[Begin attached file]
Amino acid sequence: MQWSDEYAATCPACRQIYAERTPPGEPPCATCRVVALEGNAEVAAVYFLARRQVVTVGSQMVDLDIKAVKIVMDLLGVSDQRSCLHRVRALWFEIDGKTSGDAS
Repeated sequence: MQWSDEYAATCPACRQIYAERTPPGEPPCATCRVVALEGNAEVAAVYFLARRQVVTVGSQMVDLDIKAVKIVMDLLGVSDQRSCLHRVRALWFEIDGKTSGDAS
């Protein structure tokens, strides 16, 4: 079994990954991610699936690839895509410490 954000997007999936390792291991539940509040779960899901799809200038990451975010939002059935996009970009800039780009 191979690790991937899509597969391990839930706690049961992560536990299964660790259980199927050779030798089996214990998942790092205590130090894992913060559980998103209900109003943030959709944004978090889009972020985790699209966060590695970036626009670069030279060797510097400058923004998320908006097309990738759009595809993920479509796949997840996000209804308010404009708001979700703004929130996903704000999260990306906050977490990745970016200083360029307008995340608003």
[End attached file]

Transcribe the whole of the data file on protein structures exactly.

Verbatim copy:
Amino acid sequence: MQWSDEYAATCPACRQIYAERTPPGEPPCATCRVVALEGNAEVAAVYFLARRQVVTVGSQMVDLDIKAVKIVMDLLGVSDQRSCLHRVRALWFEIDGKTSGDAS
Repeated sequence: MQWSDEYAATCPACRQIYAERTPPGEPPCATCRVVALEGNAEVAAVYFLARRQVVTVGSQMVDLDIKAVKIVMDLLGVSDQRSCLHRVRALWFEIDGKTSGDAS
């Protein structure tokens, strides 16, 4: 079994990954991610699936690839895509410490 954000997007999936390792291991539940509040779960899901799809200038990451975010939002059935996009970009800039780009 191979690790991937899509597969391990839930706690049961992560536990299964660790259980199927050779030798089996214990998942790092205590130090894992913060559980998103209900109003943030959709944004978090889009972020985790699209966060590695970036626009670069030279060797510097400058923004998320908006097309990738759009595809993920479509796949997840996000209804308010404009708001979700703004929130996903704000999260990306906050977490990745970016200083360029307008995340608003």